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4.11: Untitled Page 66

  • Page ID
    18199
  • volume

    (4‐64)

    with the intention of evaluating

    at entrances and exits. The area integral

    of the molar flux,

    , can be represented as

    c v n dA

    c v n dA

    c v n dA

    (4‐65)

    A

    A

    A

    A

    A

    A

    A

    A e

    A i

    here

    w

    A e represents the entrances and exits at which convection dominates and A i represents an interfacial area over which diffusive fluxes may dominate. In this text, our primary interest is the study of control volumes having entrances and exits at which convective transport is much more important than diffusive transport, and we have illustrated this type of control volume in Figure 4‐6.

    index-123_1.png

    index-123_2.png

    index-123_3.png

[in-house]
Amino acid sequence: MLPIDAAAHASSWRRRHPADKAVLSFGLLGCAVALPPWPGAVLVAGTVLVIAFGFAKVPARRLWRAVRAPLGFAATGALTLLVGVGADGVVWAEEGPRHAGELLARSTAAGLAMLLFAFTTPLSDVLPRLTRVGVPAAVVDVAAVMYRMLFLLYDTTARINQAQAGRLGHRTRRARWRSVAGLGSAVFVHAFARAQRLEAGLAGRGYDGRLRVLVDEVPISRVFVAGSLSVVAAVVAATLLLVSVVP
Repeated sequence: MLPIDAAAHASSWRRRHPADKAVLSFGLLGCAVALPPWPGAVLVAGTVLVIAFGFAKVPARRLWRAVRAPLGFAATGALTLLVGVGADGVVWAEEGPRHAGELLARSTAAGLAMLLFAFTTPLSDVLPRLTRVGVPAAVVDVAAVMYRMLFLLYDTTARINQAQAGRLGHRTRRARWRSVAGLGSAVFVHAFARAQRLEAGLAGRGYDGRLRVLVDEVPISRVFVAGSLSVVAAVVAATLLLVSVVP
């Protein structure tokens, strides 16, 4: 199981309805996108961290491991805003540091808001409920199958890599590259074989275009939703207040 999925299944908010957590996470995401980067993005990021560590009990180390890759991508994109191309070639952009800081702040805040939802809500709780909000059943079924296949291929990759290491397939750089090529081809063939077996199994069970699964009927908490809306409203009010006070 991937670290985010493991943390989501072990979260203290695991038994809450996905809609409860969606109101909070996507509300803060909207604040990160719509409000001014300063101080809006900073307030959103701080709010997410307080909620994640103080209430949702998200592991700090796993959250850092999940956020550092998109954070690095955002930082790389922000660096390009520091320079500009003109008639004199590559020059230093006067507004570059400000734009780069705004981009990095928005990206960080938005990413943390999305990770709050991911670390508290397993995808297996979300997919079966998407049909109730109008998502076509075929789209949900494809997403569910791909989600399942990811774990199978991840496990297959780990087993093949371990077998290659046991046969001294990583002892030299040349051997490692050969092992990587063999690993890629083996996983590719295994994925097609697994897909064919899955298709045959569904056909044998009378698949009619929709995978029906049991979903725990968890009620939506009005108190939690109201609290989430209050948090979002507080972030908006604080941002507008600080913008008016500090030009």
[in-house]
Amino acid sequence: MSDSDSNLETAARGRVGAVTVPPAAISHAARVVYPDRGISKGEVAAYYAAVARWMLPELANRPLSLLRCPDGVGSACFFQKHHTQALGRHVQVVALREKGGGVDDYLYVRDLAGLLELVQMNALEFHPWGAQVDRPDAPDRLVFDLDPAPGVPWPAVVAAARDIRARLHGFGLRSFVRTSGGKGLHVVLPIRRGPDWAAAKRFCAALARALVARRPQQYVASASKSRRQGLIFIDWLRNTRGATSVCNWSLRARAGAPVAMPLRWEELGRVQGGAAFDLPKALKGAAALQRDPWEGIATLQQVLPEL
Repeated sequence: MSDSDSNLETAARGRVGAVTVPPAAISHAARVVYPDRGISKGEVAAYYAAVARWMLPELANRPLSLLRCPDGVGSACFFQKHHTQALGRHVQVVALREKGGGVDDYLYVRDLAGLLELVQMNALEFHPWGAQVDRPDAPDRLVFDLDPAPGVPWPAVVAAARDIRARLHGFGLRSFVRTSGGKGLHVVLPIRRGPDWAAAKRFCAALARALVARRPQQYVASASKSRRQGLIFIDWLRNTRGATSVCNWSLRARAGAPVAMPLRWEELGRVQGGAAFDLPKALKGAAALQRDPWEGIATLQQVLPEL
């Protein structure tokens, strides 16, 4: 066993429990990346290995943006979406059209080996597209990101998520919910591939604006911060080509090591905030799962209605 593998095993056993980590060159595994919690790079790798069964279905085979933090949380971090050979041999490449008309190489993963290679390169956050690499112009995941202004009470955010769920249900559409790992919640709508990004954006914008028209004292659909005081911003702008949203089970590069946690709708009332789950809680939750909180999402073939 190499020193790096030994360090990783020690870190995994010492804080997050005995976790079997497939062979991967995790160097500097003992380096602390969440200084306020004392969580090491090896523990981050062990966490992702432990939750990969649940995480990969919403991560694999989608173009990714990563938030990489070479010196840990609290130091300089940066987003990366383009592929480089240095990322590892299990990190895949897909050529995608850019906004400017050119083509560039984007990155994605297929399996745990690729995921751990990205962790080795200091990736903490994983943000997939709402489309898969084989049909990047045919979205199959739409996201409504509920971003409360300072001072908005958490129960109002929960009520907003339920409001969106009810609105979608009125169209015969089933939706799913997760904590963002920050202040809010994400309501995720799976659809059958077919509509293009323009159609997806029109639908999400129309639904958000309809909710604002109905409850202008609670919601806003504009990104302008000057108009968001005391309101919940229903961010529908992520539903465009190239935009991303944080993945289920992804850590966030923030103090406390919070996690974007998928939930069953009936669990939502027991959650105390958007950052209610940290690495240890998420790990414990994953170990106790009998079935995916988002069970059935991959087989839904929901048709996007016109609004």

index-123_4.png

    Multicomponent systems

    114

    There the entrances and exits for both the water and the air are at the top and bottom of the column, while the surface of the control volume that coincides with Figure 4‐6. Entrances and exits at which convection dominates e

    th liquid‐solid interface represents an impermeable boundary at which

    . For systems of this type, we express Eq. 4‐65 as

    (4‐66)

    In order to simplify our discussion about the flux at entrances and exits, we direct our attention to an exit and express the molar flow rate at that exit as

    115